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Case Study

Hewlett Packard Labs Speeds Up Design Process

“The integrated electronic-photonic workflow provided by Ansys to co-design  and co-simulate Silicon Photonics and CMOS chips is an indispensable tool to speed up our design process and results in better chips with fewer errors and  a shorter time to market.”

- Jinsung Youn  Research Scientist / Large-Scale Integrated Photonics  / Hewlett Packard Labs


Dense wavelength division multiplexing (DWDM) Silicon Photonics (SiPh) is one of the technologies that we are working on. To design a ring-resonator-based co-packaged (see image 1) DWDM SiPh chip, it was important to implement a comprehensive and robust design flow with the flexibility to efficiently uncover the best designs while eliminating the need of re-spin. That meant we had to account for process and temperature variations, capture the complex interplay of multiphysics effects, and optimize the combined optical and electrical performance of the design.


The optical and electrical blocks in SiPh transceivers have traditionally been modeled in separate design environments and by dedicated domain solvers in a disjointed workflow. It is possible to manually capture the electrical-to-optical and optical-to-electrical behaviors when moving between the electrical and the optical circuit simulators, but this patchy workaround is cumbersome, prone to errors, and simply doesn’t scale. The 3D assembly of co-packaged optics brings even tighter integration and multiphysics complexities that, if not considered, can lead to product failure. Additionally, non-idealities from process and temperature variations can result in undesirable shifting of the micro-ring resonances. This all makes it very challenging to accurately predict both the frequency and time domain performance of such a complex design in a realistic way.

Engineering Solution

  • The Ansys Lumerical and Cadence joint electronic-photonic co-simulation was used to capture both the electrical and optical sub-circuitries in a single design  environment; the electrical, optical, and electro-optical behaviors were simulated.
  • Ansys Lumerical CML Compiler was used to generate a SiPh process design kit  (PDK) based on simulation and measurement data. The electronic circuits were  designed with a CMOS foundry PDK.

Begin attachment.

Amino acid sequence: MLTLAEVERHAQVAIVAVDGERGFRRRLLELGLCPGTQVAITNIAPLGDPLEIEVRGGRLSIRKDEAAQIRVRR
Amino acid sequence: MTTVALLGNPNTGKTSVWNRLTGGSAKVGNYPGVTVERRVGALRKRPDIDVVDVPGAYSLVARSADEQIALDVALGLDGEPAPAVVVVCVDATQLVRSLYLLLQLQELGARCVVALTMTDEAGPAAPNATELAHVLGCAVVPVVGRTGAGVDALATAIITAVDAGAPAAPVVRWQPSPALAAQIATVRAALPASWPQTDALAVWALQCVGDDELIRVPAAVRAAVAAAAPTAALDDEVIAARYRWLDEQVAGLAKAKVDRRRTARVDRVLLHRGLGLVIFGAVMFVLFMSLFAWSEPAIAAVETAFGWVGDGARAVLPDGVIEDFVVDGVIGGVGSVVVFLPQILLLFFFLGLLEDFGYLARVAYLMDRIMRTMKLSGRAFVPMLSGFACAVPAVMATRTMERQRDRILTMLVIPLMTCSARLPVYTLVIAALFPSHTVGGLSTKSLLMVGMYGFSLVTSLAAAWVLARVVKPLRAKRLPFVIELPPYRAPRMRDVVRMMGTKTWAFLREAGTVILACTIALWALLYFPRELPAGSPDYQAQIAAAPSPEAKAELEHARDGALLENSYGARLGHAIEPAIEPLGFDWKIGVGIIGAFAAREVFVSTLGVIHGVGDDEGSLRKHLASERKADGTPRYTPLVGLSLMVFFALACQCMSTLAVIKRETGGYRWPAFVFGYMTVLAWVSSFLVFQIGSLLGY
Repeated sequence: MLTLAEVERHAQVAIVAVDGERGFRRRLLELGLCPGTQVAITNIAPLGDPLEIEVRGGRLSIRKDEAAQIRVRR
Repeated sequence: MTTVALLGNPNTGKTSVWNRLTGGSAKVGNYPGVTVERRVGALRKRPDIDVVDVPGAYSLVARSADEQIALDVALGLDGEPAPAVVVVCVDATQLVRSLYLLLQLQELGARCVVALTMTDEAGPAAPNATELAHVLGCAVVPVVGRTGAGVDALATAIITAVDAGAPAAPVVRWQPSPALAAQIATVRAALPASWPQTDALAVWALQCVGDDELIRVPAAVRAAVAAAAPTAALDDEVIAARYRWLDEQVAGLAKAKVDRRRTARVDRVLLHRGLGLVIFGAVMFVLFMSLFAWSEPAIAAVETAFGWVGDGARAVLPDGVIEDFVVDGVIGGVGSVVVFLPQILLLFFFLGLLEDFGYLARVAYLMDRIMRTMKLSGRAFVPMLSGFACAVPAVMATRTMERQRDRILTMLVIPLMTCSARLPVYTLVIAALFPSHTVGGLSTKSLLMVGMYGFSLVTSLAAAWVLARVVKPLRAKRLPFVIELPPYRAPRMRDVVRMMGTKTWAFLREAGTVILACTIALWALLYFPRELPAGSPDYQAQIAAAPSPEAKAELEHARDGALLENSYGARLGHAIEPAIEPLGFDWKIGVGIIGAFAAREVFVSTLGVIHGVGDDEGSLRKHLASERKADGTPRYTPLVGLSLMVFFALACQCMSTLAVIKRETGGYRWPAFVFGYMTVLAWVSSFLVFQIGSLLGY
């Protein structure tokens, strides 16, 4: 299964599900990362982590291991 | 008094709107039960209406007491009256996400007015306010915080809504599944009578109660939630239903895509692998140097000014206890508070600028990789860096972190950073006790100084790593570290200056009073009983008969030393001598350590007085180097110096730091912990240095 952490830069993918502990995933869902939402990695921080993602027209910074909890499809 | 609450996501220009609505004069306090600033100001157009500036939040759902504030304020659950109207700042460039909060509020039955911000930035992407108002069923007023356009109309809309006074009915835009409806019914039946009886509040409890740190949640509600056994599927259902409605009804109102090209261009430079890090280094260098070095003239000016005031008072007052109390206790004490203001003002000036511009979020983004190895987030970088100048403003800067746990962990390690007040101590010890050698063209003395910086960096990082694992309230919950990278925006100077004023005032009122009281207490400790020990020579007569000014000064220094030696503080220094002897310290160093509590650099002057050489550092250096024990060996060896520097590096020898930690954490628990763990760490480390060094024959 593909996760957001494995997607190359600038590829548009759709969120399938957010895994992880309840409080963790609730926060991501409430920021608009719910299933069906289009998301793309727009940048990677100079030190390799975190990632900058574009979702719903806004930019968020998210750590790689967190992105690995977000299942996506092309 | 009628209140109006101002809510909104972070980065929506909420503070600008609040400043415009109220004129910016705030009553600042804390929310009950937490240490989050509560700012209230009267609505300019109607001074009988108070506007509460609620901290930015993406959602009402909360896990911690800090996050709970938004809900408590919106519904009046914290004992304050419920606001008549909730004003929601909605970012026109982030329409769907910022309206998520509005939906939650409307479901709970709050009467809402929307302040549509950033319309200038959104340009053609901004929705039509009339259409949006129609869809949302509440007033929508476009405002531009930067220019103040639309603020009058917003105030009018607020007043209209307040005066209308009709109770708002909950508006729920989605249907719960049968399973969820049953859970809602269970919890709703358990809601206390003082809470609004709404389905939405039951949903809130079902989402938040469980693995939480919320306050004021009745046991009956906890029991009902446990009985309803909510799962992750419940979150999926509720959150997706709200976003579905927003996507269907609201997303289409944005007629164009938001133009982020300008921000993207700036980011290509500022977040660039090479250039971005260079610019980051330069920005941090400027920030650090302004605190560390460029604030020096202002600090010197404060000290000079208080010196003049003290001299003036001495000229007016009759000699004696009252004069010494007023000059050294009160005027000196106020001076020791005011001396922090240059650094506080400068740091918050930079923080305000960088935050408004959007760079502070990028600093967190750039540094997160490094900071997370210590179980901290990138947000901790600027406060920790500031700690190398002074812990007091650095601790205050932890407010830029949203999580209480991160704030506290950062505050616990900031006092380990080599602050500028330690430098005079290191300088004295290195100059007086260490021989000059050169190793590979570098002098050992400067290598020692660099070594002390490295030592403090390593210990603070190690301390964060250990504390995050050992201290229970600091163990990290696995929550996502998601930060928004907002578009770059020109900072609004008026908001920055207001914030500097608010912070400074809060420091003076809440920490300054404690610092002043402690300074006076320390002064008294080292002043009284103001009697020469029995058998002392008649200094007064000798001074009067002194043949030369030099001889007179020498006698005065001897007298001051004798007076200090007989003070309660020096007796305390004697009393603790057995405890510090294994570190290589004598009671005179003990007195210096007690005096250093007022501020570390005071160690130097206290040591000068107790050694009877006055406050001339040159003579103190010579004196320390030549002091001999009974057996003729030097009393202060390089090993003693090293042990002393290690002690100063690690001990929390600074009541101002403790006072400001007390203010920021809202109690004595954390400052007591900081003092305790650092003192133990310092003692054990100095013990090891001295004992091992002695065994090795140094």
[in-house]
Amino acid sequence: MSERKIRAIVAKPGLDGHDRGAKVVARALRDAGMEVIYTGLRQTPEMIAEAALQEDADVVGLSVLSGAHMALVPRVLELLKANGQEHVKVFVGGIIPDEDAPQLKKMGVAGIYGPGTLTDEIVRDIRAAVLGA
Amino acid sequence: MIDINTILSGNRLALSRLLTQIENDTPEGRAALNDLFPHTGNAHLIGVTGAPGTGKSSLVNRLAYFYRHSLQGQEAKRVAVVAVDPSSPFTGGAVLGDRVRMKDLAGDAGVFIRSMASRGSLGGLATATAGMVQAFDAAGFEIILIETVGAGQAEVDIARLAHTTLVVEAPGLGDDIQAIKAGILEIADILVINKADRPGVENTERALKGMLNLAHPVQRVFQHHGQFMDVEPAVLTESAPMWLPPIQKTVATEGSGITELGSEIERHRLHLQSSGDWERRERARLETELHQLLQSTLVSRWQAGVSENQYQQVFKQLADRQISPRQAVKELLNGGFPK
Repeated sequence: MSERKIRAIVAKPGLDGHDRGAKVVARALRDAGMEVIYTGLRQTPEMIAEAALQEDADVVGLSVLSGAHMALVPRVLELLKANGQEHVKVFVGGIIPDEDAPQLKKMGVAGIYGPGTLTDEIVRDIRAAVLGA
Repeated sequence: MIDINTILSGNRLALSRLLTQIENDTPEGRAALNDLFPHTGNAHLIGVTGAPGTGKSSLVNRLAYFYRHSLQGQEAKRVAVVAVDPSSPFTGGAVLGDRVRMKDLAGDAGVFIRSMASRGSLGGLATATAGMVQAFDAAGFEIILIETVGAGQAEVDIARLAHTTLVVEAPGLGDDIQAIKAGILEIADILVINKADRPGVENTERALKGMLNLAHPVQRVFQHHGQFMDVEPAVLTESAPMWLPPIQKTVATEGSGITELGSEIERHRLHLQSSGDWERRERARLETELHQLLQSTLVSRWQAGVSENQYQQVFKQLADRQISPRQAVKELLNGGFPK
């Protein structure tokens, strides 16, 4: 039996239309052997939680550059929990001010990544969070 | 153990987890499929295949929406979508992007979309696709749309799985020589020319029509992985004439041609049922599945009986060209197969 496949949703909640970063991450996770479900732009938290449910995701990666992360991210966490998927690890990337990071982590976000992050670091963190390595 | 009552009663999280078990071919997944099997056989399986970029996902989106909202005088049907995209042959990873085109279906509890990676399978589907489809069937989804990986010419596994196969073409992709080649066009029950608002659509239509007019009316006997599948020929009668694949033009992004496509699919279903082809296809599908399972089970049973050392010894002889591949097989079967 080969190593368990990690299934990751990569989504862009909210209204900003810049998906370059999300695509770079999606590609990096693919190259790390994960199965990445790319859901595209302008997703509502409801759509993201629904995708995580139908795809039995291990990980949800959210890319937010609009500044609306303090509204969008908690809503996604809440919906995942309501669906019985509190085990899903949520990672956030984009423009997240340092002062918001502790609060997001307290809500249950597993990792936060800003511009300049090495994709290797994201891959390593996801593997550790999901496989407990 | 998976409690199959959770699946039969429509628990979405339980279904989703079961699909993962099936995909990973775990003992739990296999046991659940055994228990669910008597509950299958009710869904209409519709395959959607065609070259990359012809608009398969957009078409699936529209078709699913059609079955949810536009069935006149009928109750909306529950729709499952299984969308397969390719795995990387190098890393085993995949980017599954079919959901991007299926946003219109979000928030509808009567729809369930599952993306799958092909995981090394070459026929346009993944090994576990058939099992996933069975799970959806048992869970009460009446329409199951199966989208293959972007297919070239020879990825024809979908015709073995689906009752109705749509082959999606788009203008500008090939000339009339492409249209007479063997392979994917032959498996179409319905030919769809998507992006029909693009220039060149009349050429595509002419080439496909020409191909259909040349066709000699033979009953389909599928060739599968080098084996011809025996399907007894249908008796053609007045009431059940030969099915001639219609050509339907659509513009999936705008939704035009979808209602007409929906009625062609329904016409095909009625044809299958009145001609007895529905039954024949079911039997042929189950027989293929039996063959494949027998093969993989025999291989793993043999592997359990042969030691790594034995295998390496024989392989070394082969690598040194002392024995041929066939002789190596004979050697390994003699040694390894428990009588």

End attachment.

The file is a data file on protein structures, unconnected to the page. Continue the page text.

• The interposers and packages were analyzed by a full-wave electromagnetic (EM)  solver from Ansys Electronics Desktop (AEDT).  For signal and power integrity, the insertion and reflection losses and IR drop were evaluated. Thermal simulations  were done using Ansys Icepak to extract the temperature map of the SiPh  interposer and analyze its impact on the ring resonator’s performance.


  • The seamless co-design environment improved our efficiency and significantly  reduced the chances of errors compared to other disjointed solutions in the  market. 
  • The co-simulation workflow enabled full optical spectrum, optical eye diagram,  and electrical eye diagram analysis.
  • The use of Ansys Lumerical’s INTERCONNECT solver and Ansys OptiSLang  accurately predicted the ring resonator’s optimal Q-factor and bias voltage to  satisfy our bit-error rate specifications.
  • Thanks to the multiphysics workflows between Ansys Lumerical and the Ansys  Electronics solution suite, we could accurately predict the impact of thermal  variations on the resonance wavelength of the micro-rings and calculate how  much power would be needed for thermal tuning.
  • We can confidently say that thanks to the exceptional support of the Ansys multiphysics and photonic simulation solutions and teams, we can fully verify  and optimize DWDM SiPh circuits.



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